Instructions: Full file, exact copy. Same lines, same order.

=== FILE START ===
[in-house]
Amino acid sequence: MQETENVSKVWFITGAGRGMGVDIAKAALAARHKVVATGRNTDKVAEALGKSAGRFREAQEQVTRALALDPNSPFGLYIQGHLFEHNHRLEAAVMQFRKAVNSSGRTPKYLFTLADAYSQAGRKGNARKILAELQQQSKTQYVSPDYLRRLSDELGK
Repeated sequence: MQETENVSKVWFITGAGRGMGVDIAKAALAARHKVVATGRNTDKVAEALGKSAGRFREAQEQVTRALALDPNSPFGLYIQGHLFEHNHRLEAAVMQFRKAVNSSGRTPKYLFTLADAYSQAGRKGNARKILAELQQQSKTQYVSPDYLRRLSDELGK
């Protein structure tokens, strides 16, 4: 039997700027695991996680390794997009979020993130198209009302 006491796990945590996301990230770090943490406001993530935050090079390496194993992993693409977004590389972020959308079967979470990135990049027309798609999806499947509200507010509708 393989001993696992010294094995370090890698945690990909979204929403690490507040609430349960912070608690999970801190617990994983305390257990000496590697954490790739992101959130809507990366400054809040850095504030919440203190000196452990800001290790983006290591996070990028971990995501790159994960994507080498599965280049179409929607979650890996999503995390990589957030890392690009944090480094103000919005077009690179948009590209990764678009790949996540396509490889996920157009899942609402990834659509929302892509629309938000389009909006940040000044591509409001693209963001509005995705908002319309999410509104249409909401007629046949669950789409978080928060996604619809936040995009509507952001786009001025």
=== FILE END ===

[in-house]
Amino acid sequence: MQETENVSKVWFITGAGRGMGVDIAKAALAARHKVVATGRNTDKVAEALGKSAGRFREAQEQVTRALALDPNSPFGLYIQGHLFEHNHRLEAAVMQFRKAVNSSGRTPKYLFTLADAYSQAGRKGNARKILAELQQQSKTQYVSPDYLRRLSDELGK
Repeated sequence: MQETENVSKVWFITGAGRGMGVDIAKAALAARHKVVATGRNTDKVAEALGKSAGRFREAQEQVTRALALDPNSPFGLYIQGHLFEHNHRLEAAVMQFRKAVNSSGRTPKYLFTLADAYSQAGRKGNARKILAELQQQSKTQYVSPDYLRRLSDELGK
């Protein structure tokens, strides 16, 4: 039997700027695991996680390794997009979020993130198209009302 006491796990945590996301990230770090943490406001993530935050090079390496194993992993693409977004590389972020959308079967979470990135990049027309798609999806499947509200507010509708 393989001993696992010294094995370090890698945690990909979204929403690490507040609430349960912070608690999970801190617990994983305390257990000496590697954490790739992101959130809507990366400054809040850095504030919440203190000196452990800001290790983006290591996070990028971990995501790159994960994507080498599965280049179409929607979650890996999503995390990589957030890392690009944090480094103000919005077009690179948009590209990764678009790949996540396509490889996920157009899942609402990834659509929302892509629309938000389009909006940040000044591509409001693209963001509005995705908002319309999410509104249409909401007629046949669950789409978080928060996604619809936040995009509507952001786009001025």